The best place to be on a Sunday in Buenos Aires is San Telmo. I have now spent two Sundays at what started as an antique market and has expanded into a weekly street fair and extravaganza. Vendors line Calle Defensa from the Plaza de Mayo all the way to the original market in San Telmo. Walking amongst the crowds, you will find all kinds of things from antiques and music records to works of art as well as various styles of jewelry, clothing, and endless stalls selling mates, the local bittersweet herb drink-of-choice. In Argentina, sharing a mate means more than just satisfying a caffeine-fix. Over the course of a mate, “confianza,” or trust, is established turning acquaintances into friends a la Greg Mortenson’s Three Cups of Tea.
On my first Sunday in San Telmo, I visited the stands in the early afternoon in the thick of the market. To get away from all of the crowds, I meandered off the main street to check out side streets also busy with vendors and cafes filled to capacity. True to the city’s café culture, the porteños inevitably stop to “toma algo,” or to have something, and rest after strolling through the street fair. Having spent many Sundays at the local farmer’s market in my own hometown buying fruit, vegetables, bouquets of flowers and handmade jewelry, I knew wanted to return.
One week after my first visit, I once again found myself in San Telmo on a Sunday. One of the other students on my study abroad program had gotten a tip from his host father to go see the market at dusk. Although the vendors were closing up shop, the party was just beginning. I am not sure I can describe in words the lively buzz of San Telmo in the early evening. Each block had a different band playing music with porteños pausing to listen and dance in the streets. From beating drums to strumming guitars and vocals, the streets that had been bustling with commerce only an hour before were magically transformed into feria that belongs in a novella de realismo magico (a Latin American literary style popularized in the 1960s-70s for mixing realistic and make-believe events).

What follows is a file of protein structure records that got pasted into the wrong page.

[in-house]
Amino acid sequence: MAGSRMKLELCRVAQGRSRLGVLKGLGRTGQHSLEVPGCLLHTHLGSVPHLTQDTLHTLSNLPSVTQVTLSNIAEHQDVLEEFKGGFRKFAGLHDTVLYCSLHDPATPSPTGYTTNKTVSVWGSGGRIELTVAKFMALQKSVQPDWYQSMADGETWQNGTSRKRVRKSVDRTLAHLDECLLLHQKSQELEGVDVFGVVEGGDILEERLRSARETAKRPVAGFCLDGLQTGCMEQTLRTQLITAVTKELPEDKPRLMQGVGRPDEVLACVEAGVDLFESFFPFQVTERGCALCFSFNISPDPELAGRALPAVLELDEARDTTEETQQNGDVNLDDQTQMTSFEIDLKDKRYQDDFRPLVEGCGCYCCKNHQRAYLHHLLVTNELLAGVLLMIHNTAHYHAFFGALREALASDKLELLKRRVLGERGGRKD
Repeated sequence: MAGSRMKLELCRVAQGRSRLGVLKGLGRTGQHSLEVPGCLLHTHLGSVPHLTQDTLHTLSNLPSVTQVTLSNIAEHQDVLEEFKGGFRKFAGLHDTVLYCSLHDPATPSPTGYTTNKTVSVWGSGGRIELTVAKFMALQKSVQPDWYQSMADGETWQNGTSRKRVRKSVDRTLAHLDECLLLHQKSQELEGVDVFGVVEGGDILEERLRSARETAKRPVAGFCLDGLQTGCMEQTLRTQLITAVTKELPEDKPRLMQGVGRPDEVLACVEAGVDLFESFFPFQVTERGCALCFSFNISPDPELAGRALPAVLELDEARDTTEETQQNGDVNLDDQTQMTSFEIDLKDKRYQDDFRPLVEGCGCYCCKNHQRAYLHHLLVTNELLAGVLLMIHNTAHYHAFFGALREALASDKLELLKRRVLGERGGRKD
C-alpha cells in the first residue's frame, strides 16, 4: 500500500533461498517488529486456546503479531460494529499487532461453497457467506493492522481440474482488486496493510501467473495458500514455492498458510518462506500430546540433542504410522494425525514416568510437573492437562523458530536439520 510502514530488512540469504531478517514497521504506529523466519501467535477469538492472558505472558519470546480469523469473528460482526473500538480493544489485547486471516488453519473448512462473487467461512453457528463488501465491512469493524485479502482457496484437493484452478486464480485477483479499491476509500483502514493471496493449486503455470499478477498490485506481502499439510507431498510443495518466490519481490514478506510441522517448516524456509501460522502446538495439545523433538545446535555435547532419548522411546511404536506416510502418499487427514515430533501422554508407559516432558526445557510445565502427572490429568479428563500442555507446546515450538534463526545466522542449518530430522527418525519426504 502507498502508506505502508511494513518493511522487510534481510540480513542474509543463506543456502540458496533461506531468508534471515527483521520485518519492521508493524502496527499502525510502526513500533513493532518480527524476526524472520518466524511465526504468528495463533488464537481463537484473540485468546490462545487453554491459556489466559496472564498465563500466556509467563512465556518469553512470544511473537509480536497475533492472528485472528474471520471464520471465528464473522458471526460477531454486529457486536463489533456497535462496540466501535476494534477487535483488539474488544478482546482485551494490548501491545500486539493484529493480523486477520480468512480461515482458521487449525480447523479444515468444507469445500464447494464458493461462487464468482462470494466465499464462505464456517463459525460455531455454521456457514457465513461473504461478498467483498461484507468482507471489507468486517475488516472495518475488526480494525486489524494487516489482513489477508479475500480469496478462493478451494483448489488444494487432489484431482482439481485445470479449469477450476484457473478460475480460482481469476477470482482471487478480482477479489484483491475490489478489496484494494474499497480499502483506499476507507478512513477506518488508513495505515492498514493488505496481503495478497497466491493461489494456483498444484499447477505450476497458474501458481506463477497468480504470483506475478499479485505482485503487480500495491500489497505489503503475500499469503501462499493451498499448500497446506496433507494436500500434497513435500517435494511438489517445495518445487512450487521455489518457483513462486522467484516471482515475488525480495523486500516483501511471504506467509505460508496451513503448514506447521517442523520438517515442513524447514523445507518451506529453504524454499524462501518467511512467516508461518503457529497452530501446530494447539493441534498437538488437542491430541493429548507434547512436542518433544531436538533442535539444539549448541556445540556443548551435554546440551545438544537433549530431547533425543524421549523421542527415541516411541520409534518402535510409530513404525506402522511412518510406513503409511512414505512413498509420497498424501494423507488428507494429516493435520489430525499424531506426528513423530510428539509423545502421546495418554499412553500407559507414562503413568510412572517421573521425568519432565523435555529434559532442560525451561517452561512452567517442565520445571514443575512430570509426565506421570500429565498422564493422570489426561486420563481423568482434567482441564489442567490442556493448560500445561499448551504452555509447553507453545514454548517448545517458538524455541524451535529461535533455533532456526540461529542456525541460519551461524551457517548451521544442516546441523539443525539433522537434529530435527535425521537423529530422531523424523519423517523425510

As we continued down Calle Defensa, we passed a series of performers and attentive audiences until we reached the main event: tango in the Plaza Durregno. Off the center of the plaza, a band played classic tango tunes beside an open dance floor. Grandparents, young couples and everyone in between began dancing the tango as the warm, summer night set in and the street lights and festival lights began to show brighter. The pulsating vibe of a city so alive from the vendors to the performers and other porteños dancing under the stars was undoubtedly an experience I will never forget.
So what do I have planned for this Sunday? You guessed it, I am heading over to San Telmo.